That is merely the first paragraph, however. In the second he offers his response—quintessentially Teilhardian—as he takes refuge in that intimate, pan-eucharistic presence of Christ, sensed through the eyes of faith:
Since my dignity as a man, O God, forbids me to close my eyes to this—like an animal or a child—that I may not succumb to the temptation to curse the universe and him who made it, teach me to adore it by seeing you concealed within it. O Lord, repeat to me the great liberating words, the words which at once reveal and operate: Hoc est corpus meum [this is my body]. In truth, the huge and dark thing, the phantom, the storm—if we want it to be so, is you! Ego sum, nolite timere (“It is I; do not be afraid.”] The things in our life that terrify us, the things which threw you yourself into agony in the garden, are, ultimately, only the species or appearance, the matter of one and the same sacrament.
For Teilhard, faith is not a matter of assent to a rationally derived set of doctrines and principles. It is first and foremost an action—an “operative” as he calls it—which is set in motion when one steps up to the plate and looks squarely in the face of reversal and evil through the radiance of that experienced Christic reality. My own spiritual teacher, the monastic hermit Brother Rafe, called this stance a “wager:” if the premise is true, you will live it into action. Rather than trying to do faith from the “top down,” by first convincing yourself of the logical plausibility of the argument in question, begin from the “bottom up,” by acting in alignment with it, and see what happens next!
There is a certain “Heisenberg” quality at work in all this, Teilhard Insinuates in his brilliant reflection on faith in The Divine Milieu (though of course, without invoking Heisenberg’s celebrated uncertainty principle directly). The quality of our presence does indeed impact the overall energetic field, with the results measured not so much in the sphere of outcome as in the overall “quickening” (he calls it “sur-animation”) of the relational field itself. Events are not necessarily transformed, but meaning is transformed. When subjected to the softening and harmonizing energy of faith, the hard edges of physical reality soften, become more supple, come into responsivity and coherence: “Chance is seen to be order, success assumes incorruptible plenitude, suffering becomes a caress of God.” (DM, 111)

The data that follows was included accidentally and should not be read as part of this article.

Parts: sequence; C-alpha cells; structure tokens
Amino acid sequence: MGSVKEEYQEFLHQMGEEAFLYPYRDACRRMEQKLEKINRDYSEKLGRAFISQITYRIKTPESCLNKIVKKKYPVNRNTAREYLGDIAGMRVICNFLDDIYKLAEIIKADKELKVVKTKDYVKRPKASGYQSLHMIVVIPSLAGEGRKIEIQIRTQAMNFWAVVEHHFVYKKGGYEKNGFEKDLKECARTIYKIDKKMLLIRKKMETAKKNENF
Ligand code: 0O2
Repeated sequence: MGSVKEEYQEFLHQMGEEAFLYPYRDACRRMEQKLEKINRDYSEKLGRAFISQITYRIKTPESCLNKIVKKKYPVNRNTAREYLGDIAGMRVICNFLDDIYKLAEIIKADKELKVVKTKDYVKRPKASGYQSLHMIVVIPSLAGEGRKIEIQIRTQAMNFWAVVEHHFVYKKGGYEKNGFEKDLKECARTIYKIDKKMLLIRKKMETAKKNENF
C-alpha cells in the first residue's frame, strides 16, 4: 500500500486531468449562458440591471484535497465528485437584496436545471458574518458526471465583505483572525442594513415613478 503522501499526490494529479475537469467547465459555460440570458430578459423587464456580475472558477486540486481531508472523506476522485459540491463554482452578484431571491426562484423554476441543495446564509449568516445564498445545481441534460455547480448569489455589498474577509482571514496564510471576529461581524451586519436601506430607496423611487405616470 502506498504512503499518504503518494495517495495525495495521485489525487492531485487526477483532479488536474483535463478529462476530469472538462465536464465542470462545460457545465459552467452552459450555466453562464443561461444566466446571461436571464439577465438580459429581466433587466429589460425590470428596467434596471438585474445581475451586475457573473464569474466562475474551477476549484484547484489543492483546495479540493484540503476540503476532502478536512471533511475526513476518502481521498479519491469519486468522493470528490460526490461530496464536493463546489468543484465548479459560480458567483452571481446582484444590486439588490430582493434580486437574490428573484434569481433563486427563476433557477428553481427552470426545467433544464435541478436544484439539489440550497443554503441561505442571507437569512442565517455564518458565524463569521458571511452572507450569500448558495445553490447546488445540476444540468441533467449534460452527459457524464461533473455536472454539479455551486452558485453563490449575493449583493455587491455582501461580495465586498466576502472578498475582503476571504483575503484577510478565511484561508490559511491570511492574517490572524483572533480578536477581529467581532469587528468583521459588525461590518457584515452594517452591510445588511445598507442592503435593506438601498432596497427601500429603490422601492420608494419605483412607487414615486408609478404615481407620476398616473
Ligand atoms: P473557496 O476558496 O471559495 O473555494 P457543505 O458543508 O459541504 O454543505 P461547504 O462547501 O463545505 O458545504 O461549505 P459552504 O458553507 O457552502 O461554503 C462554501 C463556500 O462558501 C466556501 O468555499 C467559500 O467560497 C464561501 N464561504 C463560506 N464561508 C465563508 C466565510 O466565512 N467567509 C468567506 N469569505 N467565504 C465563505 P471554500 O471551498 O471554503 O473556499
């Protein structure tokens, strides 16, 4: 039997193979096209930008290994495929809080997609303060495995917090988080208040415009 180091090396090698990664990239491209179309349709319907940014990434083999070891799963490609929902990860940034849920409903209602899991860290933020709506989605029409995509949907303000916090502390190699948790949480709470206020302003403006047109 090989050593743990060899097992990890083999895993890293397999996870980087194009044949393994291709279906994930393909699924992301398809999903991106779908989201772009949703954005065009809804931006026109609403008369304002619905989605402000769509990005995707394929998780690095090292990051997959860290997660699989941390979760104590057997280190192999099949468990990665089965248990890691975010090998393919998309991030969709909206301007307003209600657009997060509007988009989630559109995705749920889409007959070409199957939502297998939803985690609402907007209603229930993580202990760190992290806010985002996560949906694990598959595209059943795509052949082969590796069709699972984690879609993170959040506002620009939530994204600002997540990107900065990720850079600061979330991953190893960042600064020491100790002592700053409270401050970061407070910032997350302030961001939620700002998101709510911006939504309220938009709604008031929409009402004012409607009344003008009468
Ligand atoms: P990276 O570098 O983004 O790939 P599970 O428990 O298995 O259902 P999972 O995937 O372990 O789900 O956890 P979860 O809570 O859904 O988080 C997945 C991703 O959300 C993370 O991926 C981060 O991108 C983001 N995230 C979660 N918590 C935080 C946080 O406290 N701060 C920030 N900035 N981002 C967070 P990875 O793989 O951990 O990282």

“But if we hesitate,” he continues, “the rock remains dry, the sky dark, the waters treacherous and shifting—or in other words, the universe continues to appear indifferent, disconnected, and unresponsive —“and we may hear the voice of the Master, faced with our bungled lives: ‘O men of little faith, why have you doubted…?’ ”
It is the universal Christic presence—already seeded into the universe through the incarnation, catalyzed in the Paschal Mystery, and personally activated through faith—that sets up the feedback loop whereby even in the midst of overwhelming oppositionality and despair, we can still set our sights on and draw sustaining energy from that pole star of Christ-Omega—“in quo omnnia constant,” as Teilhard’s most cherished scriptural citation would have it: “in whom all things hold together.”
Perhaps this is what Teilhard means by “harnessing the energy of love.” In our own times, it is surely our best shot—perhaps our only shot—for doing something that does not merely compound the darkness. Teilhard’s conviction that faith is not something that we have but something that we do is perhaps the best antidote possible to the despair and distrust that paralyze so much of our post-modern moral resolve. It is a call to step out of the boat onto the ocean of love and discover—all our fear and skepticism to the contrary—that the water really does hold us up.